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Agrilife research benefits cotton growers

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Amarillo, TX - Scientists at Texas A&M are working to improve the yield and viability of the Texas cotton crop through genetic engineering - and that has huge implications for the panhandle.

Cotton is big business in Texas - Texas accounts for a fourth of the entire U.S. crop.

But as yields dropped as a result of last year's drought, one group of Texas researchers hopes to use the power of genetics to maintain our status as the king of cotton.

Monoculture in modern farming has reduced genetic diversity in our crops - and that makes for a weaker yield more susceptible to drought and disease.  Agricultural history points to the Irish Potato Famine as an example of the worst-case consequence of genetic homogeny.  A recent industry report indicates domestic cotton has about ten percent of the genetic variation of its wild counterparts.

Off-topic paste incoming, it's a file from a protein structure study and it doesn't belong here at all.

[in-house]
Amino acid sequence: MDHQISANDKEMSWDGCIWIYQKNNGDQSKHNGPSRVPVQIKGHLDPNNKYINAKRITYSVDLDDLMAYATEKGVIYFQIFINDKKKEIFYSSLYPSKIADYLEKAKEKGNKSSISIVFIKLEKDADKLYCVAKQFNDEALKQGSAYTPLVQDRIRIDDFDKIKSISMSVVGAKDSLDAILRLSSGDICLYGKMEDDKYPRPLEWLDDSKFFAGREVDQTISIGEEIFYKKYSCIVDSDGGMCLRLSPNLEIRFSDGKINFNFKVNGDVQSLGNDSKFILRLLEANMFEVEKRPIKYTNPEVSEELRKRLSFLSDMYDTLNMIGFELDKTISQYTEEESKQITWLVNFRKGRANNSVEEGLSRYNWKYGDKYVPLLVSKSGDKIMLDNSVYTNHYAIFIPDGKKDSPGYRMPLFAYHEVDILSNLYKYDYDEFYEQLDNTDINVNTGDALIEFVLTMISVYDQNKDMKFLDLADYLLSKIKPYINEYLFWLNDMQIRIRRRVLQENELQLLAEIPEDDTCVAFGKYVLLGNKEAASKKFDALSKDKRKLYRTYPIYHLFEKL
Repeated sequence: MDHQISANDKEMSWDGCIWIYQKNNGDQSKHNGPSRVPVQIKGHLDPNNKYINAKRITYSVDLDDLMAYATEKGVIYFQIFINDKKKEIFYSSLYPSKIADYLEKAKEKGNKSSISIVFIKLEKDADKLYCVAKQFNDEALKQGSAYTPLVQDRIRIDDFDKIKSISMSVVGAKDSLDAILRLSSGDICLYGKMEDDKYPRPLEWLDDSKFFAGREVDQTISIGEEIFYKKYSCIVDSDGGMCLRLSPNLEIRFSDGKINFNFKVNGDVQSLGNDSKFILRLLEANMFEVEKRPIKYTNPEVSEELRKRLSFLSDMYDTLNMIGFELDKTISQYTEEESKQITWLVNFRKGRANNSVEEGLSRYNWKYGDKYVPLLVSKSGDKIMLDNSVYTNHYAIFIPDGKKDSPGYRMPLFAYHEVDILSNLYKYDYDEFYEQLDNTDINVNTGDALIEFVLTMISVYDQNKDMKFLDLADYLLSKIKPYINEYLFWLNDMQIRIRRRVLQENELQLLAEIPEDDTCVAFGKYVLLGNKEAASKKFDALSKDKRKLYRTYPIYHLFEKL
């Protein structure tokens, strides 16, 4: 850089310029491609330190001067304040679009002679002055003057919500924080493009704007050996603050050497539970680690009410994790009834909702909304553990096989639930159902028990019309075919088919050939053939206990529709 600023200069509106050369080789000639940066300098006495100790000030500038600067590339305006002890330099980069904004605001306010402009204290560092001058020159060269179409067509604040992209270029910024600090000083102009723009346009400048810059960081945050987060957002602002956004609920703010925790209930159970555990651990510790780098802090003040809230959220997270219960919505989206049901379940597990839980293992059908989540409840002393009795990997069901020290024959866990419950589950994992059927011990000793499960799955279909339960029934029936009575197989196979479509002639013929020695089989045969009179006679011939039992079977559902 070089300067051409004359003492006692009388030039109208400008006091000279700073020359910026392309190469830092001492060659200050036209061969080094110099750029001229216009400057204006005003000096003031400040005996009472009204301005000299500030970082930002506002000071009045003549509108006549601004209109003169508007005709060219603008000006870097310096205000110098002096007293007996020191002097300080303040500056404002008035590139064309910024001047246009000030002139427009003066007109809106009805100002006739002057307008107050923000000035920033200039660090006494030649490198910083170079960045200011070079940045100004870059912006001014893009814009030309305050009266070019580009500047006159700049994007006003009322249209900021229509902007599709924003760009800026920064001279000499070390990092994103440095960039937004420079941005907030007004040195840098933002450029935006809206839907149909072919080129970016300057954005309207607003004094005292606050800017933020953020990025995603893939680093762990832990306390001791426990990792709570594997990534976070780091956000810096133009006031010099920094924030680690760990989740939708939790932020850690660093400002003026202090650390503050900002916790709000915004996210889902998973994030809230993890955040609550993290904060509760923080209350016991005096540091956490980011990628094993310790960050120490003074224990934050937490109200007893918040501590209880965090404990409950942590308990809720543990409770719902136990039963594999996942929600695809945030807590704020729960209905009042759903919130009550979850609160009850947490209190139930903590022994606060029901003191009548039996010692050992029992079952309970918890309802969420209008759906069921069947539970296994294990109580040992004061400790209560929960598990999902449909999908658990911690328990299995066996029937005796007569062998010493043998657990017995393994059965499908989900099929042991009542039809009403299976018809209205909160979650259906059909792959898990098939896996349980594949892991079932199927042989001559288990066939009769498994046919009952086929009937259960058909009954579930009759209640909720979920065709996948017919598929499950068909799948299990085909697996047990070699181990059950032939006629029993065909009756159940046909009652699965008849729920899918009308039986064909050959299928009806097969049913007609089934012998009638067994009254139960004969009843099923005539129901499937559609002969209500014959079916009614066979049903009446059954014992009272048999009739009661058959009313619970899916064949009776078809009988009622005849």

Now a team of AgriLife scientists is trying to strengthen our current cotton strains through a process called "chromosome substitution," as Dr. David Stelly, the researcher leading the project explains,

"There can be lots of good genes, but basically all of them are flanked by undesirable genes, and so we can break up the 'linkages,' we call them, between the good and the bad genes by genetic recombination. The goal is to bring these genes in and separate the good and the bad - keep the wheat and get rid of the chaff, so to speak, in a genetic sense - so we want to keep the good genes and recombine or get rid of the bad genes."

And the benefit of research such as this is not limited to just sheer yield - creating crops that need less water or nutrients has far-reaching effects - especially in an arid region like the Texas Panhandle.

If you'd like to read more about Dr. Stelly's research, follow the links attached to this story.

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